A recent report by Zion Market Research indicates the POS market was valued at more than $45 billion last year. POS revenue is projected to reach $98.27 billion by 2022, growing 13.5 percent in the next five years. So – while eCommerce and online sales are certainly growing, retailers cannot forget to integrate point-of-sale into their omnichannel strategy or risk losing out on an important revenue and growth opportunity.
Point-of-sale is becoming more prevalent because of the rise of cashless transactions and increase in use of mobile and wireless payments like Square and Apple Pay. Verticals like retail, hospitality, healthcare, warehousing and entertainment are among the top industries driving this trend – according to the report.
So with more and more companies focusing their roadmaps to 2020 on investments in eCommerce and online retail – how can POS transactions be integrated into strategic visions?
Buy Online, Pickup In-Store (BOPIS)
According to Internet Retailer, 56 percent of consumers say that they have used buy online and pickup in-store at a major retailer. Customers like this option because it saves on shipping, and retailers like this option because it gets people in the brick-and-mortar door. But this functionality is expanding to mid-market and smaller retailers as well, thanks to systems that remove the large ROI barrier to implementing Order Management Systems (OMS) with BOPIS capabilities. Initial investment in an OMS system now crosses many business units due to the omnichannel nature of today’s transactions – so finding a system that integrates online with POS systems will provide better growth and return for the future.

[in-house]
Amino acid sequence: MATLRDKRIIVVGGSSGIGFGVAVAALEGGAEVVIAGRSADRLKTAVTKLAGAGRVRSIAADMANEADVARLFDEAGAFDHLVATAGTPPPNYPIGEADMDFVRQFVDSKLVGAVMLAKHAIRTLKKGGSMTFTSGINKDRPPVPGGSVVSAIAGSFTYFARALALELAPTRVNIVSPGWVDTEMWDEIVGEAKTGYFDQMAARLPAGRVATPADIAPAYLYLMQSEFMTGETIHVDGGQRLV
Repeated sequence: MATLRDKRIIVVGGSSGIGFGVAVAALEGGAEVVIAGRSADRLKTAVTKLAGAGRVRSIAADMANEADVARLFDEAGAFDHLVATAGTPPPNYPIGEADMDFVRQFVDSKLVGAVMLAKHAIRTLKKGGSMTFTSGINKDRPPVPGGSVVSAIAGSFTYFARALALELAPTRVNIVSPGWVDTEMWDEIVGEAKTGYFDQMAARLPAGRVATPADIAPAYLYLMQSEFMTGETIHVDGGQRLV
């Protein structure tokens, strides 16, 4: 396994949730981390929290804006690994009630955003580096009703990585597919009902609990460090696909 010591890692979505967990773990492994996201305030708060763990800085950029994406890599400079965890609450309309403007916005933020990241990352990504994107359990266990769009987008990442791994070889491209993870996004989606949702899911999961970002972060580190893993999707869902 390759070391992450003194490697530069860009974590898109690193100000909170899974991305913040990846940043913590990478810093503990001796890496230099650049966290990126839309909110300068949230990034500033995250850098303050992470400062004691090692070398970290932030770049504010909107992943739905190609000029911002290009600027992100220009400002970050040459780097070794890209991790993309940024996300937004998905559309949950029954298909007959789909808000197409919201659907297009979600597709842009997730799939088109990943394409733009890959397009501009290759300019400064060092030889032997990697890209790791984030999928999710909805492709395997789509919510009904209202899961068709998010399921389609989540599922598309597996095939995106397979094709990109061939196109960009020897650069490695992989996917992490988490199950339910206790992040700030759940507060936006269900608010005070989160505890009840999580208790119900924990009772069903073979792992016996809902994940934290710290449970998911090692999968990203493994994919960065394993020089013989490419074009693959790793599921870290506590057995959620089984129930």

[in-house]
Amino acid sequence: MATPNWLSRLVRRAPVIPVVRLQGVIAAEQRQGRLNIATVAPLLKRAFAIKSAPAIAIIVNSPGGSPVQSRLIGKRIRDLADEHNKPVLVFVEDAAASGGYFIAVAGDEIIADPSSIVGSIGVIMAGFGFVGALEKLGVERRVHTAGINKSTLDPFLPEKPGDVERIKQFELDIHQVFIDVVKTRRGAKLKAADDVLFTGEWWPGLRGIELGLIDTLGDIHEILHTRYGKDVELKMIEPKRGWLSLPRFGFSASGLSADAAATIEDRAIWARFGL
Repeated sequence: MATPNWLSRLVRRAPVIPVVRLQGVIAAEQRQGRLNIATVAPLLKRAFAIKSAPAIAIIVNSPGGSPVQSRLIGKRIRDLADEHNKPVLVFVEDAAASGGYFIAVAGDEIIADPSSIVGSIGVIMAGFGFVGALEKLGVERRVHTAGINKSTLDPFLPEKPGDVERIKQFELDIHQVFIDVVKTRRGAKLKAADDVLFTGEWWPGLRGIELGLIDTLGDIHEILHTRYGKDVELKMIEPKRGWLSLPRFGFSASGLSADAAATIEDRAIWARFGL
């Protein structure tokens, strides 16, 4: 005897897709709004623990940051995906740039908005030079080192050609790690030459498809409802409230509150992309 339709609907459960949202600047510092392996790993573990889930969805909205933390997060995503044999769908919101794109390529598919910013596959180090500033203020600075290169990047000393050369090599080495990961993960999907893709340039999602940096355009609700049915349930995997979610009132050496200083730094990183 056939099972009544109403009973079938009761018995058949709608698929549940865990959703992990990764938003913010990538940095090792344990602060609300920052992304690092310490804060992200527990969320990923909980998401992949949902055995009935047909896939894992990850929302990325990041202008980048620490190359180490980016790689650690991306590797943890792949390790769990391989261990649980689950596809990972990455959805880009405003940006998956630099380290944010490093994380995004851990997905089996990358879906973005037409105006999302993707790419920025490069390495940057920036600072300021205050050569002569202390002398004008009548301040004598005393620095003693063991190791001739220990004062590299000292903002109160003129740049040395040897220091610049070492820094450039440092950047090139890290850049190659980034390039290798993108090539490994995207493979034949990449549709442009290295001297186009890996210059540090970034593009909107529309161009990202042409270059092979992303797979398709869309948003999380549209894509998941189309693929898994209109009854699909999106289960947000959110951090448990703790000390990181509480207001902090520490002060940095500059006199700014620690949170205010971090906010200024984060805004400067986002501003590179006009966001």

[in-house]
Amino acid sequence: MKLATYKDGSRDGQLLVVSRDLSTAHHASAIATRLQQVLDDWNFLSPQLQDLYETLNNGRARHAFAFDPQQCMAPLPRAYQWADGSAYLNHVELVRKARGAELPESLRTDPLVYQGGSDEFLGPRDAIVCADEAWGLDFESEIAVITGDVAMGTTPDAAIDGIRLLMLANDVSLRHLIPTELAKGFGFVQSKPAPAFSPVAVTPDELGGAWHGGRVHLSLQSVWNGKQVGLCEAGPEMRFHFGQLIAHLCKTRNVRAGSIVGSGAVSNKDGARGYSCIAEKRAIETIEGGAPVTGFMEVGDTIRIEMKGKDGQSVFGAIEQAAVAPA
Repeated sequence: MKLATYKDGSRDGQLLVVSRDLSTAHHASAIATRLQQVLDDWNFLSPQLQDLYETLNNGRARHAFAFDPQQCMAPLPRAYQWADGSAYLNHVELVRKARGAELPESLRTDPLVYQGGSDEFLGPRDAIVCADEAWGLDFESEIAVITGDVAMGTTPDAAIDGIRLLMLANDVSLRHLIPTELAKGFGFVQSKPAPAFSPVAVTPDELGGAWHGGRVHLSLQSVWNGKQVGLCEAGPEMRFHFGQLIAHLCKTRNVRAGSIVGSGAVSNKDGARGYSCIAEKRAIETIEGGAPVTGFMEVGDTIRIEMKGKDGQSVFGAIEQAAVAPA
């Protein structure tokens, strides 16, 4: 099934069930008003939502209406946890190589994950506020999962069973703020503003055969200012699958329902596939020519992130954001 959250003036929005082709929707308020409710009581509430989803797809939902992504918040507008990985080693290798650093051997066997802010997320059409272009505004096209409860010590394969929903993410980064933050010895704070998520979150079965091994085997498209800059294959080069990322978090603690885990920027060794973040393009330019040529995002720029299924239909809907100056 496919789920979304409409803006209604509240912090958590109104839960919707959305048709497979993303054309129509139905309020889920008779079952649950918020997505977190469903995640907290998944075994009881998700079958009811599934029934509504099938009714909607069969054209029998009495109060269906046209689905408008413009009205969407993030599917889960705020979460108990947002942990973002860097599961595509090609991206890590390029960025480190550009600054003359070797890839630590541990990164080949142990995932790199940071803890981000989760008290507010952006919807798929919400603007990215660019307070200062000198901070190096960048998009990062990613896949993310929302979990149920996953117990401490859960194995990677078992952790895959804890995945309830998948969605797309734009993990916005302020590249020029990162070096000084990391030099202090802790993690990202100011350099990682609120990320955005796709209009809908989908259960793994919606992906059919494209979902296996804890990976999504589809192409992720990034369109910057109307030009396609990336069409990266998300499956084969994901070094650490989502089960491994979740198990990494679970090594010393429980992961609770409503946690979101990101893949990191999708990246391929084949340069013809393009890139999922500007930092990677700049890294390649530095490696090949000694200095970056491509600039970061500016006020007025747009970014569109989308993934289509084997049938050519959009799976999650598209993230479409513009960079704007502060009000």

Tying online with in-store is a top priority of major brands. But smaller brands and mid-market companies that have both an online as well as a physical presence can benefit from in-store fulfillment. In-store fulfillment means that a customer can order online, and instead of the entire order needing to be kept in a warehouse – the associates will be notified at the POS to pick-pack and ship the online order to the customer if there is no stock in the warehouse. This allows companies to cut down on warehouse space and man hours needed, as well as cut down on overstock – all while providing online shoppers the same variety they would find with all stores at their fingertips.
The reverse side of in-store fulfillment is the ability to order out-of-stock sizes or options from the store directly from the warehouse to customers that are shopping in a physical location. When a customer leaves the store without finding what they need, it’s very unlikely that they will enter the online store to buy later. Encouraging customers to order from an associate at the POS or from a kiosk can help convert consumers in these situations.